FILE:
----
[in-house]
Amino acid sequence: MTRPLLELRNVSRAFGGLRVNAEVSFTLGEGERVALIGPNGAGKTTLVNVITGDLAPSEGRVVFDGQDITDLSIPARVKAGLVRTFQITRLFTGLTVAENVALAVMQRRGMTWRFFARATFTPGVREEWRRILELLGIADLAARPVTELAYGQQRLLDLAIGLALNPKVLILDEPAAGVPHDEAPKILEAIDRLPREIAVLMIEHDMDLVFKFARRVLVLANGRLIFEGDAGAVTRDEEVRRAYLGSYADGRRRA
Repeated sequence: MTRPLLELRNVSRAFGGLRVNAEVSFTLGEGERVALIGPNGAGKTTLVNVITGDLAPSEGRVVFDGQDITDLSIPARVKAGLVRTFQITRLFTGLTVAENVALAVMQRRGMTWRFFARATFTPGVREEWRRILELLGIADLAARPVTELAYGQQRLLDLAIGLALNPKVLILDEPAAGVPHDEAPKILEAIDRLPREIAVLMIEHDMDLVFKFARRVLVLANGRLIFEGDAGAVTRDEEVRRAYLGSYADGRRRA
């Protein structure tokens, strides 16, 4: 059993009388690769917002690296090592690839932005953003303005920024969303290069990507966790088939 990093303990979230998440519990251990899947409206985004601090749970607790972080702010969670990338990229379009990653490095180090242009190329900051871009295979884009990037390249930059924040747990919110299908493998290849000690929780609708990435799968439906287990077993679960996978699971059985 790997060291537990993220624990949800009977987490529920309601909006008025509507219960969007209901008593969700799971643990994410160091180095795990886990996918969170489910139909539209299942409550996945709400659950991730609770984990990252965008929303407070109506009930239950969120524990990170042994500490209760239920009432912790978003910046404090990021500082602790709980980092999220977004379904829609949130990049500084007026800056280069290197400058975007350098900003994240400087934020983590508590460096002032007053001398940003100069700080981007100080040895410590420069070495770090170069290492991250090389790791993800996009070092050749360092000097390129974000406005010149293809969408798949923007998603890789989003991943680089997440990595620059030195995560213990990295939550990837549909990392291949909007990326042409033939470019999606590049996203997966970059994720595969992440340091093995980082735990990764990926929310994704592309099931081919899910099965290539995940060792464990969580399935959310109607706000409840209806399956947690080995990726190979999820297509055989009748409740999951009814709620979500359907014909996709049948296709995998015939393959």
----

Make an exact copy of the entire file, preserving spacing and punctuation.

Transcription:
[in-house]
Amino acid sequence: MTRPLLELRNVSRAFGGLRVNAEVSFTLGEGERVALIGPNGAGKTTLVNVITGDLAPSEGRVVFDGQDITDLSIPARVKAGLVRTFQITRLFTGLTVAENVALAVMQRRGMTWRFFARATFTPGVREEWRRILELLGIADLAARPVTELAYGQQRLLDLAIGLALNPKVLILDEPAAGVPHDEAPKILEAIDRLPREIAVLMIEHDMDLVFKFARRVLVLANGRLIFEGDAGAVTRDEEVRRAYLGSYADGRRRA
Repeated sequence: MTRPLLELRNVSRAFGGLRVNAEVSFTLGEGERVALIGPNGAGKTTLVNVITGDLAPSEGRVVFDGQDITDLSIPARVKAGLVRTFQITRLFTGLTVAENVALAVMQRRGMTWRFFARATFTPGVREEWRRILELLGIADLAARPVTELAYGQQRLLDLAIGLALNPKVLILDEPAAGVPHDEAPKILEAIDRLPREIAVLMIEHDMDLVFKFARRVLVLANGRLIFEGDAGAVTRDEEVRRAYLGSYADGRRRA
């Protein structure tokens, strides 16, 4: 059993009388690769917002690296090592690839932005953003303005920024969303290069990507966790088939 990093303990979230998440519990251990899947409206985004601090749970607790972080702010969670990338990229379009990653490095180090242009190329900051871009295979884009990037390249930059924040747990919110299908493998290849000690929780609708990435799968439906287990077993679960996978699971059985 790997060291537990993220624990949800009977987490529920309601909006008025509507219960969007209901008593969700799971643990994410160091180095795990886990996918969170489910139909539209299942409550996945709400659950991730609770984990990252965008929303407070109506009930239950969120524990990170042994500490209760239920009432912790978003910046404090990021500082602790709980980092999220977004379904829609949130990049500084007026800056280069290197400058975007350098900003994240400087934020983590508590460096002032007053001398940003100069700080981007100080040895410590420069070495770090170069290492991250090389790791993800996009070092050749360092000097390129974000406005010149293809969408798949923007998603890789989003991943680089997440990595620059030195995560213990990295939550990837549909990392291949909007990326042409033939470019999606590049996203997966970059994720595969992440340091093995980082735990990764990926929310994704592309099931081919899910099965290539995940060792464990969580399935959310109607706000409840209806399956947690080995990726190979999820297509055989009748409740999951009814709620979500359907014909996709049948296709995998015939393959």